Wednesday, December 1, 2010

December In Florida

A week or so before Thanksgiving I started tasting the leftovers. As it was, there were none. With three invitations for dinner, I didn’t get a bird. There was a can of cranberry sauce in the refrigerator that had to be eaten. It’s finally gone though it took me four days to eat it.

Now I’m tasting Christmas cookies. There is no fear that elves are going to hide all my sheet pans for the next three weeks then return them in time for Christmas heavy with six or seven kinds of cookies, some wrapped as gifts and some left for me to munch on. Holiday baking will be, as always, my very own labor of love. Six-hour cookie-baking marathons are in my future. I know it. And I love it.

Local gift cookies will probably be baked in the middle of the night or wee hours of the morning during the week before Christmas. Cookies to be mailed will start earlier. I know my daughter and her family will probably eat them as they sort out the other presents. I sure hope the trip to Long Island doesn’t reduce them to crumbs. Perhaps a short list of uses for cookie crumbs may be in order.

My kitchen won’t spawn only cookies this year. I had planned on making bread for the neighbors. (That might be intimidating since one of my neighbors had a small bread delivery business.) French bread from an authentic French recipe was first on the list. Talk about a labor of love - it takes almost two days to make! When it comes out right, it even tastes like love.

I love to make pumpernickel. It’s one of those recipes that scare first-time cooks. How can all that stuff come out tasting good? Trust me. It does.

Then there’s one of my favorite breads to eat, Swedish Limpa. It’s another recipe that might frighten one who has never tasted it. If you’re ever had it, though, you might be like me and wait in line at 5:30 in the morning at the bakery that (used to) make it only on Thursdays. (It’s a staple now that I’m 1500 miles away. No waiting for the bakery to open on Thursday morning.) Haven’t decided who gets Limpa. I might just eat it all.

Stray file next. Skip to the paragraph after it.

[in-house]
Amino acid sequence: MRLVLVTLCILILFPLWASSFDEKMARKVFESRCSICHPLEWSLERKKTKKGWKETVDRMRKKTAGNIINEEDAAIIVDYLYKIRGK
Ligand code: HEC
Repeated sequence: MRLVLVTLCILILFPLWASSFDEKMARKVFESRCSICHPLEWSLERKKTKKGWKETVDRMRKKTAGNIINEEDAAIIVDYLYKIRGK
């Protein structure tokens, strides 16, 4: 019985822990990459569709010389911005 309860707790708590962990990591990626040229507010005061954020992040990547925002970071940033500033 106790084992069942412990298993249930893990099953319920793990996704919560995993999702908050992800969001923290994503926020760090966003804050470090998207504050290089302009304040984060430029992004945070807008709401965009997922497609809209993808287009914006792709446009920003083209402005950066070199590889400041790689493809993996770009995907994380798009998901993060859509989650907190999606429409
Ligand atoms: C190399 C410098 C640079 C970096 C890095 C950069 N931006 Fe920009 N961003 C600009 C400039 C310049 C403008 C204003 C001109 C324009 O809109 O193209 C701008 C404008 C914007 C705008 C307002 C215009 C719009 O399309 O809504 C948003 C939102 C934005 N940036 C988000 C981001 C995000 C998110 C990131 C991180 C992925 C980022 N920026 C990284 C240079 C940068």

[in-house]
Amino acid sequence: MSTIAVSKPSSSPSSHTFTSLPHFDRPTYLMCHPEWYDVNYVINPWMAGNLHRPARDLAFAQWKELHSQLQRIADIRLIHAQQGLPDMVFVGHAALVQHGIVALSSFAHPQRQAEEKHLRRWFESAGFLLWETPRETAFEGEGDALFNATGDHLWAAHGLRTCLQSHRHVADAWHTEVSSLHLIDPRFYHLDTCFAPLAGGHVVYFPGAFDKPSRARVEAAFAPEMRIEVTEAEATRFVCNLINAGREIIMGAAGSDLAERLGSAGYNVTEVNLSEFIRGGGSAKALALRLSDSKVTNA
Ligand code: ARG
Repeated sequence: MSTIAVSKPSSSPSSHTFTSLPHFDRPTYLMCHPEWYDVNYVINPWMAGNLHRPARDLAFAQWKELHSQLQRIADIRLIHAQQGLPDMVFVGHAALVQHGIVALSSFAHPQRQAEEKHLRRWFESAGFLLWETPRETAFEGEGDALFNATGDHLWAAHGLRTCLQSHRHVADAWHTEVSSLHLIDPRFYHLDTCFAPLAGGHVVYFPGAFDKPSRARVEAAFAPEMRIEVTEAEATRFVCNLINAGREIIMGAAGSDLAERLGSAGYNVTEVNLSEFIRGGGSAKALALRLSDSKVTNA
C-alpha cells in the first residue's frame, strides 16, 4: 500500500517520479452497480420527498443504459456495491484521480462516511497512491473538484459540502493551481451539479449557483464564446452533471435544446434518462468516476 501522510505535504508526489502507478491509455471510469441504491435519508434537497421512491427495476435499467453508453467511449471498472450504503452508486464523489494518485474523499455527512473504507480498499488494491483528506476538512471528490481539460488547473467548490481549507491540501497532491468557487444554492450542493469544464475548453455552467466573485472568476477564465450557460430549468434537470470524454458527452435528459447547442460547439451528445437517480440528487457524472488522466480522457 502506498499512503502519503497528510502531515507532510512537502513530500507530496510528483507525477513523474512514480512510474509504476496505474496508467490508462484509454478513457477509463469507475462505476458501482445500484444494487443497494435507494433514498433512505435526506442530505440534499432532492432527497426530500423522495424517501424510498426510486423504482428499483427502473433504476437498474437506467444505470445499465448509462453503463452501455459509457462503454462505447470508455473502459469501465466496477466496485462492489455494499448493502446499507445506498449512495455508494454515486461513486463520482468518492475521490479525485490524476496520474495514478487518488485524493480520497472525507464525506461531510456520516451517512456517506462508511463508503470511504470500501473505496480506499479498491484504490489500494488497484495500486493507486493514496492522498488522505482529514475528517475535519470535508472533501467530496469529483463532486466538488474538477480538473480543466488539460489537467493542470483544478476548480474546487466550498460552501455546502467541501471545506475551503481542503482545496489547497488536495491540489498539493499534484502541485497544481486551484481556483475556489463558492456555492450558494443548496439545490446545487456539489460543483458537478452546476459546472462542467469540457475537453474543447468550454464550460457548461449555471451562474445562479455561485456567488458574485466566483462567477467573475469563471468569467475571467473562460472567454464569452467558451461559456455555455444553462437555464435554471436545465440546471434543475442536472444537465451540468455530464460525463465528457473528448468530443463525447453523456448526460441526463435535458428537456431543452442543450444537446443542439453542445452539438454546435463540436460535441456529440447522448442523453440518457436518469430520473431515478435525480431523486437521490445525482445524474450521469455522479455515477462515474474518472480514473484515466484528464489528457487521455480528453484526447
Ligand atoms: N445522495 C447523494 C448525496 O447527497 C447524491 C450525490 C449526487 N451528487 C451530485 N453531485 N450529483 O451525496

After nearly twenty years I discovered there are pink peppercorns growing in my yard. Well, technically, pink peppercorns are from the Peruvian peppertree and mine are from Brazil. I think it’s the difference between $24 per pound and $36. This year it will be an experimental gift is to my daughter. (It’s no gift to people who watch the county try to eradicate the “weed.”) The entire family, including my six-year-old grandson, cooks. When I started cleaning the seeds, there grew a kinship to the girls and women picking stamens from a crocus to harvest saffron. I, of course, will try it before I mail it. As a gift, it should come with a small peppermill. In my kitchen, it will be ground in a mortar and pestle. I hope it tastes good.

Spice mixtures are always in the mix as gifts. They are very personal. Are you a grill master? You need a spice rub. There are Asian spice mixes, Mediteranean, Mexican. As I said, it’s personal. Don’t think I’ll give spice mixes as gifts unless I know they are going to people who really want to try them. Why go to all the trouble of grinding and mixing – and sometimes growing – the ingredients only to see them thrown into the garbage? No landfill in the nation has ever appreciated Herb de Provence.

Everyone loves cookies!